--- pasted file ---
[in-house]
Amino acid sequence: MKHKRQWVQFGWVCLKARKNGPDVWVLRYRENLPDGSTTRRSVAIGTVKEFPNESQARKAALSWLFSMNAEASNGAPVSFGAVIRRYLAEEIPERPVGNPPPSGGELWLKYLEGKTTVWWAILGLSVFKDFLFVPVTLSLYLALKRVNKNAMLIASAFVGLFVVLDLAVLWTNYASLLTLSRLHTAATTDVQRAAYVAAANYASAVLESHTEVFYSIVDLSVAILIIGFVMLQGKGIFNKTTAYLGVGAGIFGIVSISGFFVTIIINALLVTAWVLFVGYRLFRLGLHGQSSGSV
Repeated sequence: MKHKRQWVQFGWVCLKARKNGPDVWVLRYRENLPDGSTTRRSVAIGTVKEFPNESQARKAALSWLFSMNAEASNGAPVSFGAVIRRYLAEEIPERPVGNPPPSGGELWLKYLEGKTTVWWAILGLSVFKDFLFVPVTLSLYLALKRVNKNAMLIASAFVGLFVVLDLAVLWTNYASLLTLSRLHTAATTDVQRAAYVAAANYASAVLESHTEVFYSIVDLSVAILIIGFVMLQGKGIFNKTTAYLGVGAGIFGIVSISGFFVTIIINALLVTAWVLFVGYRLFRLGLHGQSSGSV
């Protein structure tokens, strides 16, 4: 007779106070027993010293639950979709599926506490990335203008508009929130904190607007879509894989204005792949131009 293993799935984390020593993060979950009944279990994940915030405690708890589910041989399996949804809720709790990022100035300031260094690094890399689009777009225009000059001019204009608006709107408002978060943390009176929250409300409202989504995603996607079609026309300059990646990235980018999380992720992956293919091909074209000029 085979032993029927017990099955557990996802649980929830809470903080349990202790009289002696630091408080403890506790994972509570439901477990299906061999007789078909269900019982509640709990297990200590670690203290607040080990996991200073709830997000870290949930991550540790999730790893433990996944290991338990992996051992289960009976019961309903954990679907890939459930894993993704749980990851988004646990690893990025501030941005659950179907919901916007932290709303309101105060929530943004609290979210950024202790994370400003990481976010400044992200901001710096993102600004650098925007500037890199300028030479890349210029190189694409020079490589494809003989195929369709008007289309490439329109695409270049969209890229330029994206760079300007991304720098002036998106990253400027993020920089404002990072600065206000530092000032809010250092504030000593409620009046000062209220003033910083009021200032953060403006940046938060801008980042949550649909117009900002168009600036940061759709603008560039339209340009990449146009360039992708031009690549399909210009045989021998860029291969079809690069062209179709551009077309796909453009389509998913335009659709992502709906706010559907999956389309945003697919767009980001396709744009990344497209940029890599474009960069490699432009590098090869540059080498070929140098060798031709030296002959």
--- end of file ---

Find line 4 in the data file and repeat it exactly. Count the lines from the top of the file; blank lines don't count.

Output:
């Protein structure tokens, strides 16, 4: 007779106070027993010293639950979709599926506490990335203008508009929130904190607007879509894989204005792949131009 293993799935984390020593993060979950009944279990994940915030405690708890589910041989399996949804809720709790990022100035300031260094690094890399689009777009225009000059001019204009608006709107408002978060943390009176929250409300409202989504995603996607079609026309300059990646990235980018999380992720992956293919091909074209000029 085979032993029927017990099955557990996802649980929830809470903080349990202790009289002696630091408080403890506790994972509570439901477990299906061999007789078909269900019982509640709990297990200590670690203290607040080990996991200073709830997000870290949930991550540790999730790893433990996944290991338990992996051992289960009976019961309903954990679907890939459930894993993704749980990851988004646990690893990025501030941005659950179907919901916007932290709303309101105060929530943004609290979210950024202790994370400003990481976010400044992200901001710096993102600004650098925007500037890199300028030479890349210029190189694409020079490589494809003989195929369709008007289309490439329109695409270049969209890229330029994206760079300007991304720098002036998106990253400027993020920089404002990072600065206000530092000032809010250092504030000593409620009046000062209220003033910083009021200032953060403006940046938060801008980042949550649909117009900002168009600036940061759709603008560039339209340009990449146009360039992708031009690549399909210009045989021998860029291969079809690069062209179709551009077309796909453009389509998913335009659709992502709906706010559907999956389309945003697919767009980001396709744009990344497209940029890599474009960069490699432009590098090869540059080498070929140098060798031709030296002959």